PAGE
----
Since the beginning of the pandemic of COVID19, it is increasingly clear that we will rely heavily on personal protective equipment (PPE) to cope. This has expanded from just the medical field to throughout society. The UK Government has made it mandatory for the public to wear face coverings on public transport including the transport hub, taxi’s, shops, in hospitality, entertainment centres and venues offering beauty treatments. Furthermore, staff in shops, bars, pubs restaurants cafes, banks, estate agents, post offices, and hotels have to wear a mask. This is taken a step further in beauty salons where face masks and face shields are needed, then further again in care homes and the medical sector where full PPE is usually needed1. This has compiled into 1.6 billion masks heading to landfill just in the UK6. Since the majority of these are disposable and one time use PPE, should we be concerned about the disposing of this? The environmental impact is already being shown by the advertisement such as “cut the string” which was formed as animals such as gulls are getting caught in the face mask strings around their legs. Since the PPE is predominantly plastic, it is just a matter of time before it goes into the water supply and starts to pollute the ocean.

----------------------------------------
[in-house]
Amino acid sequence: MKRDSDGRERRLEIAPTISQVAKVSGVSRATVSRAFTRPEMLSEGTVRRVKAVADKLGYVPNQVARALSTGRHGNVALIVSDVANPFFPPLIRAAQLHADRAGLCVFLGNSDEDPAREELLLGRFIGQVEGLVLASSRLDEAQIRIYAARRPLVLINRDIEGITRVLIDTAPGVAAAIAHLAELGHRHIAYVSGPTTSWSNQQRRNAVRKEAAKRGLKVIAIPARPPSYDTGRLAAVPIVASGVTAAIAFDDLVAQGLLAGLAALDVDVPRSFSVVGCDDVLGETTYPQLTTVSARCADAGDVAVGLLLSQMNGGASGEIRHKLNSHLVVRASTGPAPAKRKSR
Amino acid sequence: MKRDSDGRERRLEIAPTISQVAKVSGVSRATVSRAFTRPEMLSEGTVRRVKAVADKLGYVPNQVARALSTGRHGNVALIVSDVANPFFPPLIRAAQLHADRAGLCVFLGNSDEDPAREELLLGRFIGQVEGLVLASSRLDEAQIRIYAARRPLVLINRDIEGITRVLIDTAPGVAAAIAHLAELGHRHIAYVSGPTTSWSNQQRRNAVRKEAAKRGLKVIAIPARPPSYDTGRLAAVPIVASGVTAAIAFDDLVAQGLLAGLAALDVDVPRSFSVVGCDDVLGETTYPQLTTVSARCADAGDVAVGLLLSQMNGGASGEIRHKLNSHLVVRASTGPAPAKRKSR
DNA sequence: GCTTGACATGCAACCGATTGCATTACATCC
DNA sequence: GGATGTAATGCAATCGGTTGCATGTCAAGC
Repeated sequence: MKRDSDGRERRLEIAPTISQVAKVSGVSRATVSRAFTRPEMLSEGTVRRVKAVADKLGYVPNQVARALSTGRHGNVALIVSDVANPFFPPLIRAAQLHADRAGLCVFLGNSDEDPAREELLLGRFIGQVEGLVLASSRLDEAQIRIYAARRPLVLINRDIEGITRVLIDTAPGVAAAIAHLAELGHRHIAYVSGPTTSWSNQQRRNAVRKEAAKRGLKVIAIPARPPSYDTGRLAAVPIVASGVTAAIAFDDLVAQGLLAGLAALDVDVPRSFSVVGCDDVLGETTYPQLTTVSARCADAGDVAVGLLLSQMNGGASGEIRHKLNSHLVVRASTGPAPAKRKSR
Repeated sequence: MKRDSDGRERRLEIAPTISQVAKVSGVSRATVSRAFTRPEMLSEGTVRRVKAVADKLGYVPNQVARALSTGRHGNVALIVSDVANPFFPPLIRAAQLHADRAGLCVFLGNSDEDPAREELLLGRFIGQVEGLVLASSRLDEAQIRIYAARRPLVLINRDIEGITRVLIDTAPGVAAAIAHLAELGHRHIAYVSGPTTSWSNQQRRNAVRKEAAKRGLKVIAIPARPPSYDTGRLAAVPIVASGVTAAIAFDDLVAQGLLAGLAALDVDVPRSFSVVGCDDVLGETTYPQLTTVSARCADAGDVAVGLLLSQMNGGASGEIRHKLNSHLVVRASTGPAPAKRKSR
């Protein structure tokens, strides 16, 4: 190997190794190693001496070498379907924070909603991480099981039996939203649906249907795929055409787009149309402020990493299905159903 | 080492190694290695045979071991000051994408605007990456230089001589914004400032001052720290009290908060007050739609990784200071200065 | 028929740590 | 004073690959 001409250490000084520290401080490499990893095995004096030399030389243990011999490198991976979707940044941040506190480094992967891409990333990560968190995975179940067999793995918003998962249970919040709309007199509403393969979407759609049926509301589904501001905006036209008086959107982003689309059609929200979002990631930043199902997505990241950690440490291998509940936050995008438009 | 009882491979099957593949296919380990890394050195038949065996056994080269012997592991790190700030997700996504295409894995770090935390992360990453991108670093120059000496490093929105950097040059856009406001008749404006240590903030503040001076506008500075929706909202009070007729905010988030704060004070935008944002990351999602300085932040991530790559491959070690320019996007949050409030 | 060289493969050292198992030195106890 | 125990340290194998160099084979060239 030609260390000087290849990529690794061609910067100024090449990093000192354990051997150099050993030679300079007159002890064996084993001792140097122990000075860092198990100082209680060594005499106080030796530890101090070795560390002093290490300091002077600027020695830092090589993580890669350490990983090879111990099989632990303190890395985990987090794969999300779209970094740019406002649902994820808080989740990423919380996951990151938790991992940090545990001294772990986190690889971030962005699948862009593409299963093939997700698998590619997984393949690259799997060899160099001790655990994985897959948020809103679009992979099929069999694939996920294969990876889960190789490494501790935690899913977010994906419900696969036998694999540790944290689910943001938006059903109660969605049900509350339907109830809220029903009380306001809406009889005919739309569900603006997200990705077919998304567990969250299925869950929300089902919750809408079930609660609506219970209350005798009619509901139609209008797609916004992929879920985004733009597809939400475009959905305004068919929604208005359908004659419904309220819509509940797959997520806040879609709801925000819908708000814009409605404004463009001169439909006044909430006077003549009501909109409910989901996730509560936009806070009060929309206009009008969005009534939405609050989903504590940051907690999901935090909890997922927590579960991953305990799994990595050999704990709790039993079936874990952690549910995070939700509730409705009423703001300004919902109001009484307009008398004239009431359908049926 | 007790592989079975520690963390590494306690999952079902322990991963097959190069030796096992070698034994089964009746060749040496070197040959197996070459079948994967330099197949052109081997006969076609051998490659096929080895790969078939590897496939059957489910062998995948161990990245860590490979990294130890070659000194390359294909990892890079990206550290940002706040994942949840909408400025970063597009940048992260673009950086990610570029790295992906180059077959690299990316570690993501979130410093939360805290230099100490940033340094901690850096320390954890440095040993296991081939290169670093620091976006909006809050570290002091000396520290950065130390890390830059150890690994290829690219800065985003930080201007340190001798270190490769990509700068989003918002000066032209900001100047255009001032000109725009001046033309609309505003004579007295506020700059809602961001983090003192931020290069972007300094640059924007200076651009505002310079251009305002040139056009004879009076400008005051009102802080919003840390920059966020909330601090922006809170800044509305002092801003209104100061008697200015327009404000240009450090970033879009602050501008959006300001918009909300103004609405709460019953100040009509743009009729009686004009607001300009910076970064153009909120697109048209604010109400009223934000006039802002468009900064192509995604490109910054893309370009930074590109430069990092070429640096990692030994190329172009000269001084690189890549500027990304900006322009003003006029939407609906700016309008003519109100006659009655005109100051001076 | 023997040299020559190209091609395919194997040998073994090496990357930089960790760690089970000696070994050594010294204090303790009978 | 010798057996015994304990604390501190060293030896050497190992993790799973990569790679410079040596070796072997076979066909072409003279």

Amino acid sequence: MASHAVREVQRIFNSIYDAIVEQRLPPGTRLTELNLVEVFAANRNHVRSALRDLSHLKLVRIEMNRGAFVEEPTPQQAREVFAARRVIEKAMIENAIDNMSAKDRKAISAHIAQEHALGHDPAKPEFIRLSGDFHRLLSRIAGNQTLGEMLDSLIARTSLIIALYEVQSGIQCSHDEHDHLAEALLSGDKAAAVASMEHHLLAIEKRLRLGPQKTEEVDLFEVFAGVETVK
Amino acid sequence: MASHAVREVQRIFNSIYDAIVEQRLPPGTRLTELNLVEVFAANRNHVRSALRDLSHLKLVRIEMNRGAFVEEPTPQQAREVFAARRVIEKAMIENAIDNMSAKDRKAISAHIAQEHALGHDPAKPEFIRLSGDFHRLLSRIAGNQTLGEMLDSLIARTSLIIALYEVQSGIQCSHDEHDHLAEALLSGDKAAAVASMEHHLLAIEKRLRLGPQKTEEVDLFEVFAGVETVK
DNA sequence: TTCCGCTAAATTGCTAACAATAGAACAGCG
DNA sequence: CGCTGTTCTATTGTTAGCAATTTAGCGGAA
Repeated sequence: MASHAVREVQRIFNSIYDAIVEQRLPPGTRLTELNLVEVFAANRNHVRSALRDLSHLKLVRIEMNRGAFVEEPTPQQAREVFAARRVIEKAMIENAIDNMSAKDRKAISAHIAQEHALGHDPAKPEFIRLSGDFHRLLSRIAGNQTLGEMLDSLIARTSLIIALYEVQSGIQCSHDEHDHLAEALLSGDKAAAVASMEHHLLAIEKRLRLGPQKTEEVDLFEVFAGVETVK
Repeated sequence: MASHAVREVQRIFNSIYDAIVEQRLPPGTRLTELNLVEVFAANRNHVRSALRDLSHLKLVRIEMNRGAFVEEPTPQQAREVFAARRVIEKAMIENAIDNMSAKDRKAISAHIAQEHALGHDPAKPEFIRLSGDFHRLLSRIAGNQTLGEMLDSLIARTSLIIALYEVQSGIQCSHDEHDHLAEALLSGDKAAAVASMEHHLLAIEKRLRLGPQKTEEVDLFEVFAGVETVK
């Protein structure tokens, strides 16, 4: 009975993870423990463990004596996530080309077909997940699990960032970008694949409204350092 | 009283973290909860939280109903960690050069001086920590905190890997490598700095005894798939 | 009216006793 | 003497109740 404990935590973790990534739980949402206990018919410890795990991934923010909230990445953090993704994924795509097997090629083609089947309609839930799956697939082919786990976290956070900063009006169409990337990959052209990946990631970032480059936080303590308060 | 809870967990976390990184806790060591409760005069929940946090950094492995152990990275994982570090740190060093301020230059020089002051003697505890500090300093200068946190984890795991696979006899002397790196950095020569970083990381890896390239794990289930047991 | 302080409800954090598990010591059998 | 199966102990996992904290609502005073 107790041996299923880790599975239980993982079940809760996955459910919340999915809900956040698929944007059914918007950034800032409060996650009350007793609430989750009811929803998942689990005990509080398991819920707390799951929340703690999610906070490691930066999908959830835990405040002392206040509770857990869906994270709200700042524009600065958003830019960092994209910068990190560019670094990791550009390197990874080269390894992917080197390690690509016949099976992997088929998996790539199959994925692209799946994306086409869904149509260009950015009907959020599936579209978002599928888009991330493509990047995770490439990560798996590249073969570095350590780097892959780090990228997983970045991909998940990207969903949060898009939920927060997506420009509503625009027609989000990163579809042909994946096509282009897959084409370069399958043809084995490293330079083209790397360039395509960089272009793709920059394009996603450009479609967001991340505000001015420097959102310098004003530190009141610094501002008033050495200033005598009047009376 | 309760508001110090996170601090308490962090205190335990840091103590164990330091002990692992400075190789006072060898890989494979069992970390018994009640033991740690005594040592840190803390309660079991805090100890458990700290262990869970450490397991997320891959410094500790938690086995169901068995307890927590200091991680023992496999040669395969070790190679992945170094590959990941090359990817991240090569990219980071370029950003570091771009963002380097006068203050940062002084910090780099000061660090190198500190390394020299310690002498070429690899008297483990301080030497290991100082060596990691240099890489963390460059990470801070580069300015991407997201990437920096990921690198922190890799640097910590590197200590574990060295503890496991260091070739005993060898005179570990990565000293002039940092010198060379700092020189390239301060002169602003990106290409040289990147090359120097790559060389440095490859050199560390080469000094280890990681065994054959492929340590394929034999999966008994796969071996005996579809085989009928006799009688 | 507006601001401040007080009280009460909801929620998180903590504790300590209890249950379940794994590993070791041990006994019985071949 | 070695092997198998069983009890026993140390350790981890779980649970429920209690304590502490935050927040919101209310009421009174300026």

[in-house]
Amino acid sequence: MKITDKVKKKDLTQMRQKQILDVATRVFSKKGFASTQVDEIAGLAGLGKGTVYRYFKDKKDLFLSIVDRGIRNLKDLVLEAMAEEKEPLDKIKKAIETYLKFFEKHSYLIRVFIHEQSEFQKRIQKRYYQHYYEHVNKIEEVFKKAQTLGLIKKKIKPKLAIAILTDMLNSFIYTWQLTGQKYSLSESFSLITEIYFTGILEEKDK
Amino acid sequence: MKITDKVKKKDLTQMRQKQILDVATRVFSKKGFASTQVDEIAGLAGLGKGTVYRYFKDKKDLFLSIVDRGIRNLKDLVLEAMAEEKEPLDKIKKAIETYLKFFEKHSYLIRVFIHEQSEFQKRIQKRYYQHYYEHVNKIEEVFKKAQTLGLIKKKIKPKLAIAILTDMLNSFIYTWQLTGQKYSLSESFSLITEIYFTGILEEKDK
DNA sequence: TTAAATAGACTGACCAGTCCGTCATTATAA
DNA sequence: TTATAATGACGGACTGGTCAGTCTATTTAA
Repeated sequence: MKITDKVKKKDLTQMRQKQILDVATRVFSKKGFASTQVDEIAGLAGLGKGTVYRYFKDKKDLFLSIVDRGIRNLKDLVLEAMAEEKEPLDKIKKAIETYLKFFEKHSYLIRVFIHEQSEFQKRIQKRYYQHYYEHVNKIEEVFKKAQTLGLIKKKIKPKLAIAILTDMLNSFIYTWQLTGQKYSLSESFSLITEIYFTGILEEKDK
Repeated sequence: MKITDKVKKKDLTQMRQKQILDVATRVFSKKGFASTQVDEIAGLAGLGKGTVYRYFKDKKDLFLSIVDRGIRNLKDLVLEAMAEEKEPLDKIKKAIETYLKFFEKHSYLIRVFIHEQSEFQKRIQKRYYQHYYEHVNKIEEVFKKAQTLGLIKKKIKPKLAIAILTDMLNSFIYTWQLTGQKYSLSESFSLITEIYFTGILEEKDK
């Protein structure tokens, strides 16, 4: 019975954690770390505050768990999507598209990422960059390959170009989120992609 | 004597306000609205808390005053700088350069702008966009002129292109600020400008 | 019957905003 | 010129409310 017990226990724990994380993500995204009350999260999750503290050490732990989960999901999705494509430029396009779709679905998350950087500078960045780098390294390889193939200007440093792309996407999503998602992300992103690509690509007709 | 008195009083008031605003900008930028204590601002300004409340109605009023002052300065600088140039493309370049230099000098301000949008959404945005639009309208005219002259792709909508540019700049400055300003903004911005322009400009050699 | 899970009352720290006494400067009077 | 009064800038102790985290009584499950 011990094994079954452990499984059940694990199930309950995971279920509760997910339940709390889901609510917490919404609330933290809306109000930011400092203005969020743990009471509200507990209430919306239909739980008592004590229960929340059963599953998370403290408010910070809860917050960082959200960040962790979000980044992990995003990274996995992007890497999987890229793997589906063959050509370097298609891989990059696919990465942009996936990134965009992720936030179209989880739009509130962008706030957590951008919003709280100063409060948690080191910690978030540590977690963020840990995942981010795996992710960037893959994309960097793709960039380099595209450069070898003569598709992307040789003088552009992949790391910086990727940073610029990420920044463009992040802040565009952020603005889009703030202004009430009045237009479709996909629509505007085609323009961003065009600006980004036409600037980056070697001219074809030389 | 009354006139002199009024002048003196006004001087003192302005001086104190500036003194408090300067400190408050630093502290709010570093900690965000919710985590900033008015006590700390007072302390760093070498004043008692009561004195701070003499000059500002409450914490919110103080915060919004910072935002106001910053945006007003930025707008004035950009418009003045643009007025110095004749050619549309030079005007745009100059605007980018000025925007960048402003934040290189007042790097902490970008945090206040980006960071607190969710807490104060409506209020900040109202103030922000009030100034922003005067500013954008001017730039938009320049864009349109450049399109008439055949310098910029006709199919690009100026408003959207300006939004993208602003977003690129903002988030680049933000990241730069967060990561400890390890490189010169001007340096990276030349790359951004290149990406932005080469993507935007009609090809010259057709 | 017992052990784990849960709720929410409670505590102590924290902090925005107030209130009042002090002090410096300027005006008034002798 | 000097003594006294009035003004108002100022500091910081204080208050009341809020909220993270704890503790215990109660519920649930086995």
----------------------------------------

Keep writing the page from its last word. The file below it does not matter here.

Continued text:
Since the beginning of the pandemic, the World Health Organisation forecasted 40% increased monthly in order to deal adequately. This demand is not expected to decline during the post-pandemic period, whenever that may be, as the demand is predicted for an annual 20% growth from 2020 to 20252. The mask market alone is forecasted to be a $897 billion market. Gloves are made from cheap and durable plastics like PVC or NBR, these have ~500 years shelf life before breakdown. Mark Benfield who works at Louisiana State University teaching plastic pollution and ecology started tracking PPE litter throughout the world by working with multiple colleagues. Wipes, gloves and masks are littering the streets and parks throughout the world in cities throughout Hong Kong, Turkey and Italy (not an extensive list). Since PPE is medical waste it cannot be recycled or reused, thus despite some misinformation, they have to go into general waste. If we don’t start to try to get a handle on this problem then it will develop into an environmental catastrophe.
Potential solutions for this are reusable masks for the public, this allows people to wash and reuse cloth masks. An idea for businesses and the medical sector is biodegradable PPE which is equally effective in protecting against pathogens but is degradable within 2 years in landfill. These have been developed specifically in gloves with Eco Best Technology (EBT) and require biologically active landfills for degradation, meaning the gloves do not biodegrade before disposal and thus can be stored for medical use.
Information correct as of 27th September 2020.